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Next morning, followed at a discreet distance by her husband Philip, the Queen walked along the garden path linking Clarence House with St. James's Palace, to receive the homage of her Privy Council and sign the oath of accession. An hour later, in a blaze of medieval pomp, her accession was formally proclaimed. Crowds of thousands jammed Pall Mall, St. James's Street, Friary Road and The Mall. Four state trumpeters, resplendent in gold-laced tabards, stepped out on a balcony of St. James's Palace, followed by sergeants-at-arms bearing maces. In the courtyard below stood guardsmen holding rifles and bandsmen with drums muffled in black. As the trumpeters blurted a brassy fanfare, Britain's Garter Principal King of Arms Sir George Bellew flanked by the Earl Marshal, two more Kings of Arms, six Heralds and three heraldic Pursuivants, all dressed like himself in tabards and cockaded hats and bearing staffs of gold, silver and ebony stepped forward and raised a huge parchment.
"Whereas," he cried, "it hath pleased Almighty God to call to His Mercy our late sovereign lord, King George VI, of blessed and glorious memory, by whose decease the Crown is solely and rightfully come to the high and mighty Princess, Elizabeth Alexandra Mary, we therefore Lords Spiritual and Temporal of this realm . . . do now hereby with one voice and consent of tongue and heart publish and proclaim the high and mighty Princess Elizabeth Alexandra Mary is now . . . become Queen Elizabeth II, by the Grace of God, Queen of this realm and all her other realms and territories, head of the Commonwealth, Defender of the Faith, to whom her lieges do acknowledge all faith and constant obedience with hearty and humble affection; beseeching God by Whom kings and queens do reign to bless the royal Princess Elizabeth II with long and happy years to reign over us. God Save the Queen."*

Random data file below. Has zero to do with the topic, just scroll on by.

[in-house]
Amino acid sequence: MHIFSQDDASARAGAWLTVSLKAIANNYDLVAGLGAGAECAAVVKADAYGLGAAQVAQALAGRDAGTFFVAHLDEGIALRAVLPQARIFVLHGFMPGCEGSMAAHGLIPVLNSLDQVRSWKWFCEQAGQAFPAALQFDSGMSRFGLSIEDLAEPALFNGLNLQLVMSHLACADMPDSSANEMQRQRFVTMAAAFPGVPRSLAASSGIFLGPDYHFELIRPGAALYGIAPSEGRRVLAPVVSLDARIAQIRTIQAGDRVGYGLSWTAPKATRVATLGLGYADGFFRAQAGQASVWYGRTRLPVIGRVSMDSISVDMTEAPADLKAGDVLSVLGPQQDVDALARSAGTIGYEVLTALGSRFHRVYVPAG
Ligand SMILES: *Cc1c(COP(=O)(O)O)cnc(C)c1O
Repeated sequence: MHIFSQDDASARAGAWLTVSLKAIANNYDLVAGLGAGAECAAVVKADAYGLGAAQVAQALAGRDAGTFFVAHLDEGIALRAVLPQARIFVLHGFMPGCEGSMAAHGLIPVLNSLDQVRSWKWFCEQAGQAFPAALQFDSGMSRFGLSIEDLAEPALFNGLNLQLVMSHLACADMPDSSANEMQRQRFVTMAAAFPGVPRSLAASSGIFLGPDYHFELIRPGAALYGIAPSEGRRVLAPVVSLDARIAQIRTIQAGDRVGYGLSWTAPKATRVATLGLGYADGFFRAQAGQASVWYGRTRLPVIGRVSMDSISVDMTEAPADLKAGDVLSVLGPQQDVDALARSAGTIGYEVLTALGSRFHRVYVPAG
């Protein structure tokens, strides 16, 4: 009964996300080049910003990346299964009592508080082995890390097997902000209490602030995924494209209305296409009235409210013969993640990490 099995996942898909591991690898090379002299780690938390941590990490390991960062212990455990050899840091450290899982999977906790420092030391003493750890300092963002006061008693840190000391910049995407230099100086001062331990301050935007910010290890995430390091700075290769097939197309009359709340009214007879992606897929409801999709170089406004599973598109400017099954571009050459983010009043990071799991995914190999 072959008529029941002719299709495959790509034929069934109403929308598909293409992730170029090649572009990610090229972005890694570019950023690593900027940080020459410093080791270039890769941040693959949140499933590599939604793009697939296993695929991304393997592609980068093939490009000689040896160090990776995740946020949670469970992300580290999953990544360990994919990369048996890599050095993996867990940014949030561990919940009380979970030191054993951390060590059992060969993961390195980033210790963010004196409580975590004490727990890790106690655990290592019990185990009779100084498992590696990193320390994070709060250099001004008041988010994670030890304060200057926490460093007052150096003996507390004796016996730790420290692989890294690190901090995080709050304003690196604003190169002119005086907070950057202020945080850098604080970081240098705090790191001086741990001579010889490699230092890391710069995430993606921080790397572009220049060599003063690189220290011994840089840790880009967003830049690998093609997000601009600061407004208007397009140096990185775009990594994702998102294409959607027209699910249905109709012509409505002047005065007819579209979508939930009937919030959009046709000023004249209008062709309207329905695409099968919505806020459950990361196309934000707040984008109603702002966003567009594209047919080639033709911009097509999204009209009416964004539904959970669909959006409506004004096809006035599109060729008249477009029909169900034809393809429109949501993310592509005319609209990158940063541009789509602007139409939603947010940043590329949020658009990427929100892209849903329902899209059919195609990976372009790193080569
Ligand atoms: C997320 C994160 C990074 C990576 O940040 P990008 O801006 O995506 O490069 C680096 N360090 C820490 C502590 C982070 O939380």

At the last words, the half-staffed flags of London climbed upward once again to fly at full-staff for six hours, in honor of the new Queen. The sun itself, as though a providential stage manager had planned it, chose that moment to break through the dismal overcast. As the heraldic procession moved on, in gilded coaches, to proclaim the great tidings at other key points in the city, Londoners felt a warmth in their hearts like the sudden sunlight. The dead King was not forgotten, but today they had a new Queen.